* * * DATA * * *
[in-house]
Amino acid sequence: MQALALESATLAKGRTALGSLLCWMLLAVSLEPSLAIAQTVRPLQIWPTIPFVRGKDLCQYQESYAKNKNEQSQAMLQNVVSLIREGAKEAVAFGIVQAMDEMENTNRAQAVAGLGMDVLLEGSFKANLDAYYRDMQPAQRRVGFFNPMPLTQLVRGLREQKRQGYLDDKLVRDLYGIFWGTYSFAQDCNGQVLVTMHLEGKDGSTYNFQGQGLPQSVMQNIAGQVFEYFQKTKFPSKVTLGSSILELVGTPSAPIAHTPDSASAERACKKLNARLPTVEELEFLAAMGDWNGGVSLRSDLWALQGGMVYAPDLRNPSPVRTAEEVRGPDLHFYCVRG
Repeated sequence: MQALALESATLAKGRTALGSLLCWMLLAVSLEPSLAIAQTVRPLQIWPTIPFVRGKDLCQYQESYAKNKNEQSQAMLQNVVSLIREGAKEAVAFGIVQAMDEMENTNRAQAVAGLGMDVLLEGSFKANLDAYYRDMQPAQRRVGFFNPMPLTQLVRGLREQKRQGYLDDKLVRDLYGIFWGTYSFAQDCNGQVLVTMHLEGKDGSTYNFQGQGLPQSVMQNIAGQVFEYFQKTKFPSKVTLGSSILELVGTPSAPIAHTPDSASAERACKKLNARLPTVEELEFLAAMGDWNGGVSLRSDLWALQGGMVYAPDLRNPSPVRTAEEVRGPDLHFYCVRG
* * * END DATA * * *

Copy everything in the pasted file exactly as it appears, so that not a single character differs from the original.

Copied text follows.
[in-house]
Amino acid sequence: MQALALESATLAKGRTALGSLLCWMLLAVSLEPSLAIAQTVRPLQIWPTIPFVRGKDLCQYQESYAKNKNEQSQAMLQNVVSLIREGAKEAVAFGIVQAMDEMENTNRAQAVAGLGMDVLLEGSFKANLDAYYRDMQPAQRRVGFFNPMPLTQLVRGLREQKRQGYLDDKLVRDLYGIFWGTYSFAQDCNGQVLVTMHLEGKDGSTYNFQGQGLPQSVMQNIAGQVFEYFQKTKFPSKVTLGSSILELVGTPSAPIAHTPDSASAERACKKLNARLPTVEELEFLAAMGDWNGGVSLRSDLWALQGGMVYAPDLRNPSPVRTAEEVRGPDLHFYCVRG
Repeated sequence: MQALALESATLAKGRTALGSLLCWMLLAVSLEPSLAIAQTVRPLQIWPTIPFVRGKDLCQYQESYAKNKNEQSQAMLQNVVSLIREGAKEAVAFGIVQAMDEMENTNRAQAVAGLGMDVLLEGSFKANLDAYYRDMQPAQRRVGFFNPMPLTQLVRGLREQKRQGYLDDKLVRDLYGIFWGTYSFAQDCNGQVLVTMHLEGKDGSTYNFQGQGLPQSVMQNIAGQVFEYFQKTKFPSKVTLGSSILELVGTPSAPIAHTPDSASAERACKKLNARLPTVEELEFLAAMGDWNGGVSLRSDLWALQGGMVYAPDLRNPSPVRTAEEVRGPDLHFYCVRG